I know what you mean about the different products but commonly the package says sphagnum peat moss, they are not 1 different things: peat is just a common term used loosely.

As far as products sold for horticulture, I tend to agree that the fine dusty powdery stuff sold in "potting mixes" such as miracle grow does lead to root rot and nasty anaerobic soil after a little time. I don't ever use this stuff. Then there is the "good" kind of moss which you are referring to as sphagnum. This stuff is left whole and fibrous and allows aeration and retains water. I use it for air layers and comprised plants and sometimes put it along the outside of the pot on yamadori to give the roots something to grow towards (remember the elementary school experiment with the Dixie cup and the pea plant's roots would grow towards it). This good kind is often sold as "orchid grow moss".

But sphagnum and peat aren't two different things. That's like saying gymnosperms and conifers are two totally different things.

The difference is that the stuff you dont like that they put in most potting soils is the "sawdust" "dirt" and sometimes purposely shredded stuff when they process it. The good stuff is just the choice pieces when processed.

So to respond to you that "somebody is confusing somebody" I would agree, and you are perpetuating that confusion.

But as far as ornamental value of either of these I have a brief comment. I noticed that after adding some of the "orchid grow moss" to the top of a pot it had turned green after a few weeks even though it was completely brown when I first bought it. I googled this and others had noticed the same thing, but it's not the moss coming back but the algae that inhabits it. Since then I was reading my peter chan book and one section he repots a zelkova into a light blue pot. He uses some of the good rough textured moss, and then in the photo showing the tree months later, it had become green and looks quite nice.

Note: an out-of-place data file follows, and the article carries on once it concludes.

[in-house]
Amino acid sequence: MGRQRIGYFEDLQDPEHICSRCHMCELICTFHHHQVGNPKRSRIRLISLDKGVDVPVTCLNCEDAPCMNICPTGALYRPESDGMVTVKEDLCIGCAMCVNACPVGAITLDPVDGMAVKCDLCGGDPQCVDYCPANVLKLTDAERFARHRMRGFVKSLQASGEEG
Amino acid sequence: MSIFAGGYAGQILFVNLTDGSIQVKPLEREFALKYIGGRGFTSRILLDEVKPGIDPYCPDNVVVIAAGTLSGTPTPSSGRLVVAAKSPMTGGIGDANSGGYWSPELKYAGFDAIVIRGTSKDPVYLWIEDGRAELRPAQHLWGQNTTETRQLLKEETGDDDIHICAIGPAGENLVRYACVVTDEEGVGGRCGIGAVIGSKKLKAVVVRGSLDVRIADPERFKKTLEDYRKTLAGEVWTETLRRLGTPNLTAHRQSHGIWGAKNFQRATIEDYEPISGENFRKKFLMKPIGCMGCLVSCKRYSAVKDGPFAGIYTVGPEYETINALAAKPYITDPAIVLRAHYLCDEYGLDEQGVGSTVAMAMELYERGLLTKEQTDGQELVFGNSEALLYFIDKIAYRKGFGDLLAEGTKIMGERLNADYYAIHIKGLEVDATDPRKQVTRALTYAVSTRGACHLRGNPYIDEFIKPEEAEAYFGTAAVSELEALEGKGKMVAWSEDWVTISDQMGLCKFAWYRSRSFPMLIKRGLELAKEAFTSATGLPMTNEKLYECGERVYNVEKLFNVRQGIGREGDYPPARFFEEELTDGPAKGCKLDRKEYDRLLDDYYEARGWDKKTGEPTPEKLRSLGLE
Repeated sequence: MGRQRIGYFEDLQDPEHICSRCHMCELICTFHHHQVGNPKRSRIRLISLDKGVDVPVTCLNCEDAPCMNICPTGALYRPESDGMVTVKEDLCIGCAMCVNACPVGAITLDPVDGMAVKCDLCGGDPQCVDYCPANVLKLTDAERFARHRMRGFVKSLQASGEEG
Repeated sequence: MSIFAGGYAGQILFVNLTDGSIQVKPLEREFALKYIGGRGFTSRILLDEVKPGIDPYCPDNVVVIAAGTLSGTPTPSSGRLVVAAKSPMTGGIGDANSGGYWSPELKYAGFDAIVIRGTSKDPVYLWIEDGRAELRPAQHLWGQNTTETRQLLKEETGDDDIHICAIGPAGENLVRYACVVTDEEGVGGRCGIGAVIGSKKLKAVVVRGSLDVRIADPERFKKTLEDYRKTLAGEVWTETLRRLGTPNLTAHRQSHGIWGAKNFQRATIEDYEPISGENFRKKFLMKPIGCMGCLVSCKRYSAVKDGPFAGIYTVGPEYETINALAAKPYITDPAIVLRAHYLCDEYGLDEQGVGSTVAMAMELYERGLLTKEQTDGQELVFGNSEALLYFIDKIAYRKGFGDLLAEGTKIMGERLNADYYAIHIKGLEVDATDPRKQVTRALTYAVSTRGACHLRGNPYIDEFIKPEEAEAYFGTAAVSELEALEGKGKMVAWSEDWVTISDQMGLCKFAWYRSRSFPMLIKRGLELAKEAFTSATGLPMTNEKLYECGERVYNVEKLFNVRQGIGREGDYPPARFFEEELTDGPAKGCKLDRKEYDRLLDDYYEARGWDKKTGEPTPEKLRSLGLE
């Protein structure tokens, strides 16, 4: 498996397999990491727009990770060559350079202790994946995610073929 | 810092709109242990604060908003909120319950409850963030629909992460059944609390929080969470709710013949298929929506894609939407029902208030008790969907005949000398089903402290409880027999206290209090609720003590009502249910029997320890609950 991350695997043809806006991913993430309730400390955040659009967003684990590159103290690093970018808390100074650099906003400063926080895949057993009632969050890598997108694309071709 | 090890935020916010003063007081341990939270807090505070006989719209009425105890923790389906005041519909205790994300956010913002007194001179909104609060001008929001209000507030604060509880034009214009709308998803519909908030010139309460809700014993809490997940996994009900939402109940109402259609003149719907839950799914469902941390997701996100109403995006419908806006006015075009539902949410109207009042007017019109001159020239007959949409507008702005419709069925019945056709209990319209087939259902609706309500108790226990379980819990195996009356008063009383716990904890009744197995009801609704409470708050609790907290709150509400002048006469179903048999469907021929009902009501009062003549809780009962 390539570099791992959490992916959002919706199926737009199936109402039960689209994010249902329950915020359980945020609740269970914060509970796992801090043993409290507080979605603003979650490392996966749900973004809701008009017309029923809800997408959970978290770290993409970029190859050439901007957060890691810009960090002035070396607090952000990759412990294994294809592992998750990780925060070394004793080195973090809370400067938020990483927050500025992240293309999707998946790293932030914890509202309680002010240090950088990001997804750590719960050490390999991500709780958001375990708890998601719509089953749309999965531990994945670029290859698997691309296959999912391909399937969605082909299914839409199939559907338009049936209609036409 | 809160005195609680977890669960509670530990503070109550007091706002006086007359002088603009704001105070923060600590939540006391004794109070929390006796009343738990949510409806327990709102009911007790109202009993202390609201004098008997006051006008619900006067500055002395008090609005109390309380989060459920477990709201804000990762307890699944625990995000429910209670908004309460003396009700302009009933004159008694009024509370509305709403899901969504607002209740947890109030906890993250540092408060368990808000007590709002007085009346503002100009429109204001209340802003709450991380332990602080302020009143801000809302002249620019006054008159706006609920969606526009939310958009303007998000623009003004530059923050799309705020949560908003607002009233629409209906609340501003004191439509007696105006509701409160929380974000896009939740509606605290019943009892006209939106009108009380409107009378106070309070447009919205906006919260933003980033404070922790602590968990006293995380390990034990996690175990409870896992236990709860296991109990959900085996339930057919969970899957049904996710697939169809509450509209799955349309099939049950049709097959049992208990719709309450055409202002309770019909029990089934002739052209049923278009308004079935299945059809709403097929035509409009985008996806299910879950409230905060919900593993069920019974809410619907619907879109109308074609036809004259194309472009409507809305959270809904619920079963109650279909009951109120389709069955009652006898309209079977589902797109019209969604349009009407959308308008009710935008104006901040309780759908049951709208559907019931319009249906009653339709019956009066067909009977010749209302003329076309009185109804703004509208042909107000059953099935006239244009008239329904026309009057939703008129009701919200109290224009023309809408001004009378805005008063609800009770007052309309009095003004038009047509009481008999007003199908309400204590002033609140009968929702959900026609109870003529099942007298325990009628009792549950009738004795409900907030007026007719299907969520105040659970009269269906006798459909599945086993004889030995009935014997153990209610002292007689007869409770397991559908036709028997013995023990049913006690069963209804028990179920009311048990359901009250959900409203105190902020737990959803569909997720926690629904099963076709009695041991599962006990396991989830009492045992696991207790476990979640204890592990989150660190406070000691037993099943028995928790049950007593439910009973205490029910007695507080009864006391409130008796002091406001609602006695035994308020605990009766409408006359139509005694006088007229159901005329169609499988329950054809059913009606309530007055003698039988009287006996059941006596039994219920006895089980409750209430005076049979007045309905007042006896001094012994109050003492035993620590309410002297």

Now I know nothing about if this algae that's coming back is harmful to trees; so I don't purposely go for that.

But to the original poster: dont let the certain people on this forum get you down. There are some people with incredible experience that just want to help; but not everyone. Some people are just regurgitating the same (often incorrect) information that they have heard and they are not answering your question from personal experience. There are also people who are just haters that come on this forum just argue and try to act like they know everything. I believe these people are missing all of the spiritual lessons that can be learned from our wonderful hobby. If you comment on this forum, it should be to share your knowledge and give some motivation. Too often ppl comment just to make the poster feel stupid and their overall message in discouraging and rude, instead of uplifting and helpful.

Like someone else said, it usually makes the most sense to apply groundcovers when preparing your tree to be shown so your soil drains better and your not having to fight back the moss. But if you want to use it all the time, you should try it because personal experiences are way more valuable then some comment from around the world that is telling someone their information is incorrect (when in fact their own info is incorrect). Ppl can be assholes, and especially when they are emboldened by the fact that they can say whatever they want online without the repercussion of getting punched in the face.
 
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Your information is incorrect. Sphagnum is a genus of approximately 380 species of mosses commonly known as peat moss.

I know what you mean about the different products but commonly the package says sphagnum peat moss, they are not 1 different things: peat is just a common term used loosely.